Bamboozled: A 16-month wait yields no kitchen, no refund

Denise DeCaito calls herself a typical Italian grandma.

Her three grandkids call her “Nonna,” and DeCaito said the whole family congregates in the kitchen, where something is always cooking.??????????????????

After teaching kindergarten for 40 years, she retired, and she and her husband Ben decided to remodel the kitchen of their modest North Caldwell home.

But rather than a new kitchen, they got a fight with a contractor — who told us he will return their $6,000 deposit. But they still don’t have their money, 16 months after the contract was signed.

Before signing with Supreme Kitchens and Baths of West Long Branch, the couple received three estimates from different contractors, but they weren’t in love.

They decided to get one more estimate from Supreme, which had done work for DeCaito’s cousin. The company wasn’t local, but owner Wemerson Rezende came to the home and met with the couple, DeCaito said.

“He was personable and seemed like a family member after our initial planning stages,” she said. “I gave a $5,000 deposit.”

That was on Nov. 23, 2013.

Two weeks later, the couple decided to add an island to their new kitchen, so they gave Rezende another $1,000 deposit.

The total job was to cost $12,741.

The holidays and winter weather were coming, so the couple asked for the job to start in March. Rezende told them he was going away in March, so they agreed on April.

But in April, DeCaito became ill with pneumonia, so she needed to delay construction for a few weeks.

The rest of the timeline was detailed in emails DeCaito sent to Rezende.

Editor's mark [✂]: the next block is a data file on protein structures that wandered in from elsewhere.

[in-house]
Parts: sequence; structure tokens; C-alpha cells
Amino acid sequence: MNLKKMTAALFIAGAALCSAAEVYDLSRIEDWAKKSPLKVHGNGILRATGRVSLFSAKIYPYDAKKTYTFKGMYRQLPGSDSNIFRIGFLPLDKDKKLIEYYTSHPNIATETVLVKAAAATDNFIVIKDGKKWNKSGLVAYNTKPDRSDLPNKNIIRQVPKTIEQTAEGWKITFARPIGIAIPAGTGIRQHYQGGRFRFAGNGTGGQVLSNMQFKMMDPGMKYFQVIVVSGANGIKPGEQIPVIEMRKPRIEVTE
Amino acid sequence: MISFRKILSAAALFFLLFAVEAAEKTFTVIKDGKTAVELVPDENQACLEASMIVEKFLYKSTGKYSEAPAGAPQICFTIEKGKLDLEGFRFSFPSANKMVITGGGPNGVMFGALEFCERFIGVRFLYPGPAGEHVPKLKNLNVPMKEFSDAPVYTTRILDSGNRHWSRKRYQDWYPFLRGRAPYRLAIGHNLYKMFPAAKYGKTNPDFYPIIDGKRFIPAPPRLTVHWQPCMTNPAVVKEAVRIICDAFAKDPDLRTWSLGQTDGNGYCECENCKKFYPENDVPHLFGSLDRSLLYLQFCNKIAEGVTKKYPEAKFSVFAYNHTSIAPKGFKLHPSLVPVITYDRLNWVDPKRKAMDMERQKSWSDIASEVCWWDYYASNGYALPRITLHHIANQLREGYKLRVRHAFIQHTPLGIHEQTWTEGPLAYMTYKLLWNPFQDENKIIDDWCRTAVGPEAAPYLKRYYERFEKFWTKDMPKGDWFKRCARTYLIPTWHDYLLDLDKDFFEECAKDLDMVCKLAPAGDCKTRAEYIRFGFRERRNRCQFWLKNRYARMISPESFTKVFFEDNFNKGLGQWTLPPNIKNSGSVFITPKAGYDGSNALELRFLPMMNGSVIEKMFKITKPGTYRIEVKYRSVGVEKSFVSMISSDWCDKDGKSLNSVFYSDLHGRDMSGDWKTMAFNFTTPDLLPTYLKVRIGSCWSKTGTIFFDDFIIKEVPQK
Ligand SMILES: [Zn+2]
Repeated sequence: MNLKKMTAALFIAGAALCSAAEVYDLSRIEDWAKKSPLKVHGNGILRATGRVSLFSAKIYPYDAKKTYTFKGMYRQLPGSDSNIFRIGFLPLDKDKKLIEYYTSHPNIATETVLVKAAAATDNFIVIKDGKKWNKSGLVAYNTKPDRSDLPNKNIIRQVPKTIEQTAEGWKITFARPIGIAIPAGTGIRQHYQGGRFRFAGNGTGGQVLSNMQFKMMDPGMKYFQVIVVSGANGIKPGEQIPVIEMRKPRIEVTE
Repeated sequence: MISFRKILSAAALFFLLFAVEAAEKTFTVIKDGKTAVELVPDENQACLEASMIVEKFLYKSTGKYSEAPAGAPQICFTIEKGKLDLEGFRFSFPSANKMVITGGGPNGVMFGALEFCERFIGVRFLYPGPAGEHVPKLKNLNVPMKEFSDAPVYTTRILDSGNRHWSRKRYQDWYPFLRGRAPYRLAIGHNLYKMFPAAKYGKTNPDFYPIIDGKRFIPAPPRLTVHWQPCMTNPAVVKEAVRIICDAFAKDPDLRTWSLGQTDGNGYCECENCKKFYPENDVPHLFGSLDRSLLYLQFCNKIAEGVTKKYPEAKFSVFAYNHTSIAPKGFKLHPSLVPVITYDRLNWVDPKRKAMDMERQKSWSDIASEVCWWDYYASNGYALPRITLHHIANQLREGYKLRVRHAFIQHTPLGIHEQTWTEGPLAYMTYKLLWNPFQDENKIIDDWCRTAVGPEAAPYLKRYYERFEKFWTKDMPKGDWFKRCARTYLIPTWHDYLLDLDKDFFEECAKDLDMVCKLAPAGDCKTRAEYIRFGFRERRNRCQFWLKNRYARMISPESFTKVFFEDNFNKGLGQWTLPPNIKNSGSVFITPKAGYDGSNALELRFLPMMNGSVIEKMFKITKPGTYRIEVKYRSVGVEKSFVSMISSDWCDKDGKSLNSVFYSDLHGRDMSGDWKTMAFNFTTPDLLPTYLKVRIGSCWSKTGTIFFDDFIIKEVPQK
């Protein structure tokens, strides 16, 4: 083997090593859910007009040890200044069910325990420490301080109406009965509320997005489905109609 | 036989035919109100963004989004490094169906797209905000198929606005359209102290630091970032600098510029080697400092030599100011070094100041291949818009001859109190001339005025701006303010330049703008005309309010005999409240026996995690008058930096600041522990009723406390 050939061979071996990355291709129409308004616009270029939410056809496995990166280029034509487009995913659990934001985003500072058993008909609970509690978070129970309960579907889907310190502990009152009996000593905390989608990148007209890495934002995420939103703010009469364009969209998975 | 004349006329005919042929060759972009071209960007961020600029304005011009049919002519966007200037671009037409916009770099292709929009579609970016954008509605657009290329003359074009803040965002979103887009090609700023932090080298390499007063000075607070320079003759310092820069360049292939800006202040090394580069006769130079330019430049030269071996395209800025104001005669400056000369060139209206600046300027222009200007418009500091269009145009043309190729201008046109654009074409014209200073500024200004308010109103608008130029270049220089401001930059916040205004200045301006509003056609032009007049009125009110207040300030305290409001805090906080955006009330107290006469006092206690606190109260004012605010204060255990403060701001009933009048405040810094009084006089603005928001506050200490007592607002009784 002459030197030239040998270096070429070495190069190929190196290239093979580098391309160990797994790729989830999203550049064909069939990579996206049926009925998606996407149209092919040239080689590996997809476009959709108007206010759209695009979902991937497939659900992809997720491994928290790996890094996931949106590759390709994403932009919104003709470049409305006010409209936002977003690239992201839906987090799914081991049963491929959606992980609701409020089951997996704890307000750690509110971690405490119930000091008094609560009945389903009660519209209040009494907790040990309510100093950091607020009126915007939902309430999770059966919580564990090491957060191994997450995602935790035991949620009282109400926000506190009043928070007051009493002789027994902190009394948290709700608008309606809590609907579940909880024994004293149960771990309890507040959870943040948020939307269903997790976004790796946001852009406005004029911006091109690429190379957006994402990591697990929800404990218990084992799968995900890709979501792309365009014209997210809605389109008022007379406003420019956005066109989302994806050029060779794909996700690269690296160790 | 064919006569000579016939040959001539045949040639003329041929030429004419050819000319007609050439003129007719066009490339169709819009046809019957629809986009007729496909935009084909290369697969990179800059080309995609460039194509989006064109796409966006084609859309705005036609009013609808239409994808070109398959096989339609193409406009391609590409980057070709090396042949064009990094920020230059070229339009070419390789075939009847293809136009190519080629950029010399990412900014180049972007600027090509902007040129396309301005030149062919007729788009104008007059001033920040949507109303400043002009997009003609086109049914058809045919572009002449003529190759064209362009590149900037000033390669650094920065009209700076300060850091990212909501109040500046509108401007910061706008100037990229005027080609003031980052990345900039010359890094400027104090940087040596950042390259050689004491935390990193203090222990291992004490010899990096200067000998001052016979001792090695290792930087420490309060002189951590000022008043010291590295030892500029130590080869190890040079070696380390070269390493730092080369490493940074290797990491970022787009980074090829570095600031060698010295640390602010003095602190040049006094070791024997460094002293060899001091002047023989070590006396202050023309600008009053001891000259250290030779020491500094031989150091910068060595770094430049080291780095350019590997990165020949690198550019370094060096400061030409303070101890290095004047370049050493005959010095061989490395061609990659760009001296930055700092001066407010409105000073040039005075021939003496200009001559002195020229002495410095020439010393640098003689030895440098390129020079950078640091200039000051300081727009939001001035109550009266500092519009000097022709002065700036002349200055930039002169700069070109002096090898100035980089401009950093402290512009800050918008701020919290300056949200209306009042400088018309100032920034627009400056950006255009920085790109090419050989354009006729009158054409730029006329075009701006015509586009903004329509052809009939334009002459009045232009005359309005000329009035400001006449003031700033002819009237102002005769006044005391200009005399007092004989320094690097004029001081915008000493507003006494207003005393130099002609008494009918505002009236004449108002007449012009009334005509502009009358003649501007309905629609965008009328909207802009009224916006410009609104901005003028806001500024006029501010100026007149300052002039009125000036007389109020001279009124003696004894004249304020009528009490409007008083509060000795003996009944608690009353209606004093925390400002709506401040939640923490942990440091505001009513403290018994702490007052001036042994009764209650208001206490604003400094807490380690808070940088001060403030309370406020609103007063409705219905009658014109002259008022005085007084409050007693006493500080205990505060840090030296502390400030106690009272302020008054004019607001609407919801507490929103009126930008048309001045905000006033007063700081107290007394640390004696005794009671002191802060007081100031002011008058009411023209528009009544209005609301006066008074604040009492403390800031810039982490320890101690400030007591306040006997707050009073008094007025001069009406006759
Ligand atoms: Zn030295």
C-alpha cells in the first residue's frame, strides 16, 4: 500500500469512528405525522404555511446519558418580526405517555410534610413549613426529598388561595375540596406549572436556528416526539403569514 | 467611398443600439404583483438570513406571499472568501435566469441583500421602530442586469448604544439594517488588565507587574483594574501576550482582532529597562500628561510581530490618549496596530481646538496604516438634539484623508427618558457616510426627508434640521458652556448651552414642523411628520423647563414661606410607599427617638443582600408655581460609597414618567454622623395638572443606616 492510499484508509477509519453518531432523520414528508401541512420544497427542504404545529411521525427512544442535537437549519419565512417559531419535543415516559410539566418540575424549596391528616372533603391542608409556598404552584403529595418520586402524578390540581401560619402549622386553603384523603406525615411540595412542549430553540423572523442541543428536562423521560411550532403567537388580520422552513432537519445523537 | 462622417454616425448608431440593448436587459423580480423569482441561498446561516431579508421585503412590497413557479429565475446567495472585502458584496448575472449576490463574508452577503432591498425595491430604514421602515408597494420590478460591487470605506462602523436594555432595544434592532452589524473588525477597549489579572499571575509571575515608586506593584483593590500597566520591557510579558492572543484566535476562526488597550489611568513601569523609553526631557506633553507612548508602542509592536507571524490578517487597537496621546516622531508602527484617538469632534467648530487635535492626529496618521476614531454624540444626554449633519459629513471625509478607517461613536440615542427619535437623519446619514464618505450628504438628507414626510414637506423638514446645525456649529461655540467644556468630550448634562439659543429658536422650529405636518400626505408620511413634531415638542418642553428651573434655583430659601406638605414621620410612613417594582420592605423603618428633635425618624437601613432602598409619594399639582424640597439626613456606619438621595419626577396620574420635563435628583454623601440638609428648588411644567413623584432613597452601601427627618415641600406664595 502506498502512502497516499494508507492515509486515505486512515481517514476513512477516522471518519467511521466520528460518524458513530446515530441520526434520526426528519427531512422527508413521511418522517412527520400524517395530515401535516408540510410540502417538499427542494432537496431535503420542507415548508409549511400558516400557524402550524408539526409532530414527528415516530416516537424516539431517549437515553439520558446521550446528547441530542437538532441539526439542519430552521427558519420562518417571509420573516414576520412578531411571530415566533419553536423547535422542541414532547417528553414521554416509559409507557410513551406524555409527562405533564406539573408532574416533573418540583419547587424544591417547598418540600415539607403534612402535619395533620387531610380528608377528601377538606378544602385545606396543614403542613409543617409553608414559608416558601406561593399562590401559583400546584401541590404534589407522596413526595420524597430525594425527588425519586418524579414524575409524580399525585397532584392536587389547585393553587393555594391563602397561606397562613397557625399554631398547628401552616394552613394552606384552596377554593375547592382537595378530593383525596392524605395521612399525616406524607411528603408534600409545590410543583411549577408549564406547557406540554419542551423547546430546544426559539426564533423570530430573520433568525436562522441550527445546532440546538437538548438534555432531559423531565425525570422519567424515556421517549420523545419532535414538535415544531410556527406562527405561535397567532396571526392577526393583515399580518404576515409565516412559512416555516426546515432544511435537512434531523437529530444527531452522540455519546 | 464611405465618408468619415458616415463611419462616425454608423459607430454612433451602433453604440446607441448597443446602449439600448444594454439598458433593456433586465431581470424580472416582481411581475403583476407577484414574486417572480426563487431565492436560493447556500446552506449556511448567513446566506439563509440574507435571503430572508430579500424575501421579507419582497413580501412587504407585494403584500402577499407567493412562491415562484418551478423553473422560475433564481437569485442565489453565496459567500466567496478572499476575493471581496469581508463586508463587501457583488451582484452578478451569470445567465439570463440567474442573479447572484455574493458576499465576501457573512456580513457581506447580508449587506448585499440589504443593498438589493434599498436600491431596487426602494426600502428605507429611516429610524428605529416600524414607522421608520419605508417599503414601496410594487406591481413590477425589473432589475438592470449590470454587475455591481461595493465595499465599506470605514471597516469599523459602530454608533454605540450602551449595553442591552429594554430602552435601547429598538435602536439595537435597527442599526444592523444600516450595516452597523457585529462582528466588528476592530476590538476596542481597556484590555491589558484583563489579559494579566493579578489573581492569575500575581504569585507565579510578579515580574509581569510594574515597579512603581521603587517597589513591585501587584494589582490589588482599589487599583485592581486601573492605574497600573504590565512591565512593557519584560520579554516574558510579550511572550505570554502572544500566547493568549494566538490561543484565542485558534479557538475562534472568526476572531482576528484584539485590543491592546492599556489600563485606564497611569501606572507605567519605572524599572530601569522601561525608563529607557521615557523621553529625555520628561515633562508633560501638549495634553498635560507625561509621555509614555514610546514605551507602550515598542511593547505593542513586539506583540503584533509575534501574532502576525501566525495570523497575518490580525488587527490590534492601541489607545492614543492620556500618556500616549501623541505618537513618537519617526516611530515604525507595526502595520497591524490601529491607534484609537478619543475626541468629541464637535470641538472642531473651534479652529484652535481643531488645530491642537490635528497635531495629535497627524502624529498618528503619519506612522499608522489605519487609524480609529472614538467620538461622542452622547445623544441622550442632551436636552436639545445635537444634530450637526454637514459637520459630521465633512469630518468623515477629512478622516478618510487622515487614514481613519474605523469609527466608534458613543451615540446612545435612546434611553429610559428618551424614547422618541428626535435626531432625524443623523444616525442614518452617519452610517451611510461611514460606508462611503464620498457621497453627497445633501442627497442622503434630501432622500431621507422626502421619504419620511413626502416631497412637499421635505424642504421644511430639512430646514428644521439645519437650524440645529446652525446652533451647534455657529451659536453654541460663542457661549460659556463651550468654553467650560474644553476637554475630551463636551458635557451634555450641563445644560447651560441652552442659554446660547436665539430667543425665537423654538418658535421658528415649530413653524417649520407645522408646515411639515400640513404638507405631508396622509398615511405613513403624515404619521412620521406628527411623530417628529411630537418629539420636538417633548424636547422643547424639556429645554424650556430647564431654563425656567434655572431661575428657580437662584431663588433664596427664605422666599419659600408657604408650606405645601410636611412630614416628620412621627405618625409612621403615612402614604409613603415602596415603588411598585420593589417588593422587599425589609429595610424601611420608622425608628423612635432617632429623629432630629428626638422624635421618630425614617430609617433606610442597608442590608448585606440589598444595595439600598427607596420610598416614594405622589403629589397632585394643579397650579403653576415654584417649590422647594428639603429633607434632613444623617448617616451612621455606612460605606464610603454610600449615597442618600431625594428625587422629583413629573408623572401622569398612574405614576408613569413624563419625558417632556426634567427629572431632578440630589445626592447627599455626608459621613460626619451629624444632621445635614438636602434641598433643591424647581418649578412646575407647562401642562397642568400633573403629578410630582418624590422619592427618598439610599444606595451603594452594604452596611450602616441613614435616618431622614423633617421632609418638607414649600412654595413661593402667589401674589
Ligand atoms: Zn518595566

“At the end of April, I called to ask how much backsplash and flooring I would need for my job,” she wrote in an email to Rezende. “You said you would get back to me with this, but never did.”

On May 20, DeCaito said, she texted Rezende asking if they could meet about the appliances for the kitchen.

DeCaito said Rezende told her it “wasn’t a good time.”

On June 11, DeCaito said, she told Rezende that she picked out and priced the appliances, and she texted him the product numbers.

But he never responded, she said.

DeCaito was getting frustrated.

“On July 12, I called to ask for my money back since it was clear you have no intention of installing anything or getting this done,” she said in an email to Rezende. “You called me back to say that on Wednesday, July 16, you were bringing your contractor and the following Wednesday, July 23, the job would begin.”

He promised to be there in the late morning, DeCaito said, and she cleared her calendar.

DeCaito, her husband and daughter spent several days emptying the kitchen cabinets to get the kitchen ready for demolition.

But on July 16, by 12:30 p.m., Rezende still hadn’t arrived, DeCaito said, so she left him a message.

No one called back.

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She left another message, and so did her husband, but still, no one called back, DeCaito said.

A couple of weeks passed and a new appointment was made for July 28. DeCaito said Rezende came with his contractor, who marked up the walls to prepare for the installation.

Ben DeCaito in the kitchen of his North Caldwell home. The DeCaitos say they gave $6,000 to a contractor to redo the kitchen in Nov. 2013, but no work has been done yet. Alex Remnick/NJ Advance Media

Ben DeCaito in the kitchen of his North Caldwell home. The DeCaitos say they gave $6,000 to a contractor to redo the kitchen in Nov. 2013, but no work has been done yet.
Alex Remnick/NJ Advance Media

 

He promised to be there in the late morning, DeCaito said, and she cleared her calendar.

DeCaito, her husband and daughter spent several days emptying the kitchen cabinets to get the kitchen ready for demolition.

But on July 16, by 12:30 p.m., Rezende still hadn’t arrived, DeCaito said, so she left him a message.

No one called back.

She left another message, and so did her husband, but still, no one called back, DeCaito said.

A couple of weeks passed and a new appointment was made for July 28. DeCaito said Rezende came with his contractor, who marked up the walls to prepare for the installation.

“You also mentioned you were very busy and put off a $200,000 job to do my kitchen and you are not an 18-year-old kid,” DeCaito said in an email to Rezende the following day. “You have now made me out to be the bad guy, when I have been calling you since May 20, 2014 to get my kitchen remodeled.”